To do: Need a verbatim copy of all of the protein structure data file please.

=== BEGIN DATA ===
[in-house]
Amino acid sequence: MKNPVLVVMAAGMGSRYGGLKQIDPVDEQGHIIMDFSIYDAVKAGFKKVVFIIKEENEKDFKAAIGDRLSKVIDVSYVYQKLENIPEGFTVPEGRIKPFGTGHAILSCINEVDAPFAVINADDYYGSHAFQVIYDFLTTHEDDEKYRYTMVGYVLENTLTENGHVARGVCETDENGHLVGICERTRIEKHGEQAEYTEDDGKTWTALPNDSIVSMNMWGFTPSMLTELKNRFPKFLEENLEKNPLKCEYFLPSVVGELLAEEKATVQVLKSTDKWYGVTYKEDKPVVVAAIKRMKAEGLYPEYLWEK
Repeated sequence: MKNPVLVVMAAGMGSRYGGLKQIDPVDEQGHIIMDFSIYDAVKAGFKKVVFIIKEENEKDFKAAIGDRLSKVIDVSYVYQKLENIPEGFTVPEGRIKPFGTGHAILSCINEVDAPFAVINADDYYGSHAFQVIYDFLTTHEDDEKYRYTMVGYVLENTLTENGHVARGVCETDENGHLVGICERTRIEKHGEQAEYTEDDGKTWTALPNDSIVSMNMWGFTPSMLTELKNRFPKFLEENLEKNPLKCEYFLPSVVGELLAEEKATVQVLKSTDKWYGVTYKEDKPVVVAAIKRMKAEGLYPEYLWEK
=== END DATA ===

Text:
[in-house]
Amino acid sequence: MKNPVLVVMAAGMGSRYGGLKQIDPVDEQGHIIMDFSIYDAVKAGFKKVVFIIKEENEKDFKAAIGDRLSKVIDVSYVYQKLENIPEGFTVPEGRIKPFGTGHAILSCINEVDAPFAVINADDYYGSHAFQVIYDFLTTHEDDEKYRYTMVGYVLENTLTENGHVARGVCETDENGHLVGICERTRIEKHGEQAEYTEDDGKTWTALPNDSIVSMNMWGFTPSMLTELKNRFPKFLEENLEKNPLKCEYFLPSVVGELLAEEKATVQVLKSTDKWYGVTYKEDKPVVVAAIKRMKAEGLYPEYLWEK
Repeated sequence: MKNPVLVVMAAGMGSRYGGLKQIDPVDEQGHIIMDFSIYDAVKAGFKKVVFIIKEENEKDFKAAIGDRLSKVIDVSYVYQKLENIPEGFTVPEGRIKPFGTGHAILSCINEVDAPFAVINADDYYGSHAFQVIYDFLTTHEDDEKYRYTMVGYVLENTLTENGHVARGVCETDENGHLVGICERTRIEKHGEQAEYTEDDGKTWTALPNDSIVSMNMWGFTPSMLTELKNRFPKFLEENLEKNPLKCEYFLPSVVGELLAEEKATVQVLKSTDKWYGVTYKEDKPVVVAAIKRMKAEGLYPEYLWEK